Assets that are included in an estate are houses, cars, artwork, paper assets, businesses, properties, pensions, and debt. Reasons for planning an estate, outside of reducing the tax burden, include preserving family wealth, providing for a surviving spouse and/or children, leaving a legacy behind to a charitable organization, or funding grandchildren’s education.
Beyond creating a will, some of the other common tasks in estate planning are:
- Setting up a trust (or trusts)
- Establishing a guardian
- Updating beneficiaries on life insurance, IRAs, 401(k)s, or other plans
- Naming an executor to oversee the terms of the will
- Earmarking funds to be donated annually to qualifying charities and non-profit organizations
Although estate planning is fairly all-encompassing, it has its limitations. Though your tangible possessions are passed down, the values, morals, and beliefs – who you are – may be lost in the transfer. Since these intangibles are what helped you reach your personal and financial success, it may be as important (if not more so) that you pass on these qualities as well.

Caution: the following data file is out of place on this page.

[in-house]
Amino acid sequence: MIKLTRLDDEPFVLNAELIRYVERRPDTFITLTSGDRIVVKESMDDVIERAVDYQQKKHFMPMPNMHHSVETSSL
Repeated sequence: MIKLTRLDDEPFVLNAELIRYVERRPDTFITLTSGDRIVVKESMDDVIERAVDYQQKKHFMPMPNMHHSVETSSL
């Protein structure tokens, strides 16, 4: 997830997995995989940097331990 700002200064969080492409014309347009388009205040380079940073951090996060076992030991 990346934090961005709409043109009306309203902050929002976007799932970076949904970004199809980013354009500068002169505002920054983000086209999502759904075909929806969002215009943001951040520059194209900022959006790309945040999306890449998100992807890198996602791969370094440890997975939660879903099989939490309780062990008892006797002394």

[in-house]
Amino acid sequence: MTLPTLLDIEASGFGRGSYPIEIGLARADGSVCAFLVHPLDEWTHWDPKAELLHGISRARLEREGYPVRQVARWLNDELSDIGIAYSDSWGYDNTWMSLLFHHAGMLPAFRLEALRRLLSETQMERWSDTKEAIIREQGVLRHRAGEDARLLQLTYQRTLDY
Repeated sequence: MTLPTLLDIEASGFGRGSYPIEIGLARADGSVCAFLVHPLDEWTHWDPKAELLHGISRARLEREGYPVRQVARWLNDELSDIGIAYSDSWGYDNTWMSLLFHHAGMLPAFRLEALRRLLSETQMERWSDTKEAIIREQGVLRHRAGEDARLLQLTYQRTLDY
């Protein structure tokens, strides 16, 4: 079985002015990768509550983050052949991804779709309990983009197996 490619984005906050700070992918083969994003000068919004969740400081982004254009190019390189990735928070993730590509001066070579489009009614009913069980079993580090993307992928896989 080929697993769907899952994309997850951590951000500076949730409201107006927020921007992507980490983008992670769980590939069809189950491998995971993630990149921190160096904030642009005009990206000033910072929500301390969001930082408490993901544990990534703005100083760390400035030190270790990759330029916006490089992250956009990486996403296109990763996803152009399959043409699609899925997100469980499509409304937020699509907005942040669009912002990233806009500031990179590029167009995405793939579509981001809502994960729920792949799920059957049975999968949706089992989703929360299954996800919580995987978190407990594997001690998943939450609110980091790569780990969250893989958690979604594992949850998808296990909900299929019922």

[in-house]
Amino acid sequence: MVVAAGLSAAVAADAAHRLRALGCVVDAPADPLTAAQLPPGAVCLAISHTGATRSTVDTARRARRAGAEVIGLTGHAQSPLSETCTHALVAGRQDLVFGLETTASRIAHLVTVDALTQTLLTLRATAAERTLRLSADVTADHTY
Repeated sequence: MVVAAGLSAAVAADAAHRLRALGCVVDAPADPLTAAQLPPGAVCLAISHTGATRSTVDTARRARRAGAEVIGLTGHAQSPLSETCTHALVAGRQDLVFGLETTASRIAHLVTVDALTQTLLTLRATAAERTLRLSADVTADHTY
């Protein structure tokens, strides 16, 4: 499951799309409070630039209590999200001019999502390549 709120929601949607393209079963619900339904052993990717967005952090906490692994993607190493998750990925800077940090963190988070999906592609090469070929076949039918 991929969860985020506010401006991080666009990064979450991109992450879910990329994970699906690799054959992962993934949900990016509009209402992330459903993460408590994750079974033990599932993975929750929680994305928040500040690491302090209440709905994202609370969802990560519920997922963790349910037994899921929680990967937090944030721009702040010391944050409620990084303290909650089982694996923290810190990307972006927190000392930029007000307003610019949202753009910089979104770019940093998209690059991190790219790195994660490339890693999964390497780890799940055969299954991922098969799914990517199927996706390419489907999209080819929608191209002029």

Contact our team today to learn more about how we can help you develop a comprehensive estate and legacy plan.
What is Legacy Planning?
As mentioned above, the goal of legacy planning is not to replace your estate plan, but to be woven into and through it. It’s estate planning plus some abstract elements that reflect who you are. This is accomplished by determining your core values and designing specific portions of your estate to reflect those values.
The first step is to determine what intangible qualities you’d like to pass on. What has shaped you into the person you are today? What philosophies have you used to save, invest, and build your businesses?